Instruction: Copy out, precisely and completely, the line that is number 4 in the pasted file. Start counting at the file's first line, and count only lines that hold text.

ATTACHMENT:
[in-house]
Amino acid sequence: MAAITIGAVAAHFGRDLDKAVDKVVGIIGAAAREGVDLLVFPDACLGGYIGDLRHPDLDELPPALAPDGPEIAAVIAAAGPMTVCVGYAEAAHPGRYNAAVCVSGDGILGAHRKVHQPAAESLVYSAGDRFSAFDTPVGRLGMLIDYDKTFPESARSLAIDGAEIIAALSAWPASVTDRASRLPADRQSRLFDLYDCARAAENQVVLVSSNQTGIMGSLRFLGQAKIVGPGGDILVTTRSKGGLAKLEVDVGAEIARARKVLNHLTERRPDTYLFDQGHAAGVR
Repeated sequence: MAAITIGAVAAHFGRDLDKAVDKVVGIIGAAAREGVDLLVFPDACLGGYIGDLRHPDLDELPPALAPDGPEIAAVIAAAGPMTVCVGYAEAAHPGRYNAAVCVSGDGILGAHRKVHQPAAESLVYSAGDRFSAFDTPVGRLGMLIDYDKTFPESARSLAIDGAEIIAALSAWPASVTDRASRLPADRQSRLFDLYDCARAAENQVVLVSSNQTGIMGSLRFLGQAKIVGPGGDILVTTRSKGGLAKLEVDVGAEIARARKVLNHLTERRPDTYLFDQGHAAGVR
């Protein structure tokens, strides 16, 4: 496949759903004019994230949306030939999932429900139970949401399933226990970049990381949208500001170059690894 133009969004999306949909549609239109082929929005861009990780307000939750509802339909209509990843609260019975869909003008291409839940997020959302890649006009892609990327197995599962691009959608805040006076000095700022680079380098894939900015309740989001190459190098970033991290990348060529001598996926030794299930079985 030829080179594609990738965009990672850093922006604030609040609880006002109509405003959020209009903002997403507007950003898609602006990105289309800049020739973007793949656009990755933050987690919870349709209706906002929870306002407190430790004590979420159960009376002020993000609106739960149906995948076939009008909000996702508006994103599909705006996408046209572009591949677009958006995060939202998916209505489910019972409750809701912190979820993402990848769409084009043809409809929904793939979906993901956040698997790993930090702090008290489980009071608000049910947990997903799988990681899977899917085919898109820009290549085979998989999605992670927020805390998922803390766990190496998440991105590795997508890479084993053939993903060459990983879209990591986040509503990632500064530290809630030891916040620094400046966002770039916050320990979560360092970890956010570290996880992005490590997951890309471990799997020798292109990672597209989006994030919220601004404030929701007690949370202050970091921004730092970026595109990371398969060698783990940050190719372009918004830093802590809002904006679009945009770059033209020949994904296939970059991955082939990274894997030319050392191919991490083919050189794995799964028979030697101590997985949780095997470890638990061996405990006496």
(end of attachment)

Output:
């Protein structure tokens, strides 16, 4: 496949759903004019994230949306030939999932429900139970949401399933226990970049990381949208500001170059690894 133009969004999306949909549609239109082929929005861009990780307000939750509802339909209509990843609260019975869909003008291409839940997020959302890649006009892609990327197995599962691009959608805040006076000095700022680079380098894939900015309740989001190459190098970033991290990348060529001598996926030794299930079985 030829080179594609990738965009990672850093922006604030609040609880006002109509405003959020209009903002997403507007950003898609602006990105289309800049020739973007793949656009990755933050987690919870349709209706906002929870306002407190430790004590979420159960009376002020993000609106739960149906995948076939009008909000996702508006994103599909705006996408046209572009591949677009958006995060939202998916209505489910019972409750809701912190979820993402990848769409084009043809409809929904793939979906993901956040698997790993930090702090008290489980009071608000049910947990997903799988990681899977899917085919898109820009290549085979998989999605992670927020805390998922803390766990190496998440991105590795997508890479084993053939993903060459990983879209990591986040509503990632500064530290809630030891916040620094400046966002770039916050320990979560360092970890956010570290996880992005490590997951890309471990799997020798292109990672597209989006994030919220601004404030929701007690949370202050970091921004730092970026595109990371398969060698783990940050190719372009918004830093802590809002904006679009945009770059033209020949994904296939970059991955082939990274894997030319050392191919991490083919050189794995799964028979030697101590997985949780095997470890638990061996405990006496």